In my online discussions of transgender representation in media, I’ve mentioned that I expect a degree of transphobia is every medium I read, watch or listen to. That’s simply how pervasive the problem is -- and it may take the form of a joke, an off-the-cuff remark, or a non-essential character created intentionally or unintentionally to perpetuate stereotypes about gender variance or utilizing gender variance to underline said character’s psychosis.
It’s with a heavy heart I’m forced to discuss this long-standing media trope within the context of Batgirl, the one area of geek life I considered to be a safe-zone. Within the pages of Batgirl #37 we come across an impostor posing as Batgirl who ultimately plans to kill her in order to assume her identity. As you might imagine, my eyes nearly rolled into the back of my head, accompanied by an aggravated sigh, when the would-be murderer was revealed to be an individual assigned male at birth.
At a presentation to investors on Wednesday morning, Warner Bros CEO Kevin Tsujihara unveiled his studio's blockbuster movie slate for the next few years through to 2020, finally confirming the titles for an ambitious number of movies based on DC Comics superhero properties.
The announcement confirms that we will finally see a long-awaited Wonder Woman movie in 2017. Gal Gadot will reprise the role after 2016's Batman Vs. Superman: Dawn Of Justice. The announcement also includes the expected Justice League movie -- and a sequel -- the previously announced Suicide Squad movie, and pictures starring Justice League members Aquaman, Flash, Green Lantern, and Cyborg. This means DC now has one superhero movie in the works with a female lead, and three with non-white leads.
If there's one thing we've learned from our years on the Internet, it's that there's no aspect of comics that can't be broken down and quantified in a single definitive list, preferably in amounts of ten. And since there's no more definitive authority than ComicsAlliance, we're taking it upon ourselves to compile Top Five lists of everything you could ever want to know about comics.
This week, we're kicking off October's spoooooky celebrations with a list of five comic book villains who are actually, genuinely terrifying. Check it out, but beware -- it gets scary!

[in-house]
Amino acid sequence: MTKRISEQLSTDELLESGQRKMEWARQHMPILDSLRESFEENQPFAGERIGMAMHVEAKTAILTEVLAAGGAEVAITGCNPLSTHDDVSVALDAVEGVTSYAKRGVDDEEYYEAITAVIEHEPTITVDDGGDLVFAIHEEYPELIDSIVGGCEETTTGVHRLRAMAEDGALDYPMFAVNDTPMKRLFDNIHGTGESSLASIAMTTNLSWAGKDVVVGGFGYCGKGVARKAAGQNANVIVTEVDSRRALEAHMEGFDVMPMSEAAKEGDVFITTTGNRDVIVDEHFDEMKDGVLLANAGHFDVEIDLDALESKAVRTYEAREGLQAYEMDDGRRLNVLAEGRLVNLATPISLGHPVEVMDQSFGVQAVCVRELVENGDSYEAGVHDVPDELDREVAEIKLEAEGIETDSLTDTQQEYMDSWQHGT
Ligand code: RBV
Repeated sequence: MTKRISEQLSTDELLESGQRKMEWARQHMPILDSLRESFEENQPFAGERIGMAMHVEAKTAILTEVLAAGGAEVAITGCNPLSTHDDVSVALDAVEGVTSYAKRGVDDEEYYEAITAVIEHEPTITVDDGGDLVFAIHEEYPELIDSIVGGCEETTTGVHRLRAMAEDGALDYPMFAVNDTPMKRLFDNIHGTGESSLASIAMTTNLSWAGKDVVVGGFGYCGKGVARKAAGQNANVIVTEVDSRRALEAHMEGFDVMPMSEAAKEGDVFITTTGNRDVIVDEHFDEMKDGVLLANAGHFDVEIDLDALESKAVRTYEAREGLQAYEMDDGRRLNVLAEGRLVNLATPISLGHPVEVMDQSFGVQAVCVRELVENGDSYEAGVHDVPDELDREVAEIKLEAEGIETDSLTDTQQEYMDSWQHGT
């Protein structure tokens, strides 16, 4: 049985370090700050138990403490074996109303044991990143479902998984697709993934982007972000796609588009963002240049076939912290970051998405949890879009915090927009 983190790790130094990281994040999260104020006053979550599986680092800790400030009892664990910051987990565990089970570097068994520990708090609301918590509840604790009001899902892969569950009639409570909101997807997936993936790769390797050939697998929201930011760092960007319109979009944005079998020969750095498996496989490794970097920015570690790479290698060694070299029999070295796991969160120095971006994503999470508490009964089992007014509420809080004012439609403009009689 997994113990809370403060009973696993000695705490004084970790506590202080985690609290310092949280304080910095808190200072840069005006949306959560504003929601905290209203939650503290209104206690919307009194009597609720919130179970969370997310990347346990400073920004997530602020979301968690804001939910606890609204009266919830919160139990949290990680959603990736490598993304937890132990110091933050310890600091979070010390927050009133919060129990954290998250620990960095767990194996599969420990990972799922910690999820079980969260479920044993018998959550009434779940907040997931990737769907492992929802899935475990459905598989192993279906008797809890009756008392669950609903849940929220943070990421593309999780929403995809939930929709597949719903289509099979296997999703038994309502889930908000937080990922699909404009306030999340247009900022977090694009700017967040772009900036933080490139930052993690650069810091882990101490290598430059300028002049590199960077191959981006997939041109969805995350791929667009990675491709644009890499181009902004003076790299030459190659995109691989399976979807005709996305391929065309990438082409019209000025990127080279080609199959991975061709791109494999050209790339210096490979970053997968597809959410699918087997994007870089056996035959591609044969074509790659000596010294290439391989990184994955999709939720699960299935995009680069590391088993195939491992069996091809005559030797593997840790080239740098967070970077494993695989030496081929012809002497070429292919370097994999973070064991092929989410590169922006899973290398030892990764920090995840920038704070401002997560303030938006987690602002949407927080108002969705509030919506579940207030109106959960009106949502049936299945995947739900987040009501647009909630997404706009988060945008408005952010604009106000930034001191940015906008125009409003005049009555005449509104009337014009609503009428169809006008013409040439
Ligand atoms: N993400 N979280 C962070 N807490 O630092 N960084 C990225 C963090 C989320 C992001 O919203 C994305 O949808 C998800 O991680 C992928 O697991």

Each weekday, ComicsAlliance brings you a carefully selected variety of links from around the web about comics and comics-related media, including movies, video games, toys, and whatever else might be worth noting. Quite frankly, these are items you may just need to know about to have a productive day. Take a look at today's hand-picked links after the jump.
Graphic novels and comics are the focus of this year's Banned Books Week, which starts up September 21, and the Comic Book Legal Defense Fund is getting a head start on the festivities with its new handbook for the occasion, which features a cover by Bone writer/artist Jeff Smith.
The CBLDF's Banned Books Week Handbook not only offers up a list of a few comics that have been banned in US schools and libraries -- including Bone, Fun Home, Watchmen, Sandman, Blankets, and Persepolis -- and the reasons why, but also debunks some of myths surrounding banned books.
Diamond Select Toys unveiled a surprising amount of new Minimates and other figures this past weekend at C2E2 2014 in Chicago. Filling DST's booth were the Teenage Mutant Ninja Turtles Minimates we saw at Toy Fair 2014 (but couldn't shoot at the time), along with the AllNew X-Men centric Marvel Minimates Series 59, an upcoming 8" Retro Captain America figure, and an upcoming Spider-Man villains Minimates box set.
The Dark Knight Rises star Joseph Gordon-Levitt is jumping from the DC movieverse to a more Vertigo live action landscape. Deadline reports that the 32-year-old actor and director is "finalizing a deal" to team with Dark Knight trilogy co-writer David S. Goyer to co-produce a Sandman film at Warner Bros., based on the 75-issue comic book series and its spinoffs written by Neil Gaiman and illustrated by artists including Sam Kieth, Mike Dringenberg, Jill Thompson, Shawn McManus, Marc Hempel, Michael Zulli and Dave McKean. What's more, Gordon-Levitt has confirmed on Twitter that he'll star as Sandman protagonist, Dream, the immortal physical manifestation of dreaming who works to reestablish his role in reality after escaping a 70-year imprisonment at the hands of human occultists.
Vertigo fans may want to sit down. According to The New York Times DC Comics' mature readers imprint has announced six new titles coming this fall, including the finally-titled Sandman prequel announced last summer at San Diego Comic-Con International. On October 30, Gaiman and artist J.H. Williams' The Sandman: Overture #1 will arrive in stores, bringing an end to fans' some 17 year wait for new material.
Ever wondered what an adaptation of Vertigo's Sandman would have looked like hat it hit the big screen? The Empire Film Podcast, a prolific source of comics-related newsover the past couple weeks, asked writer Neil Gaiman that very question. The info that the acclaimed author offered up is... less than encouraging.
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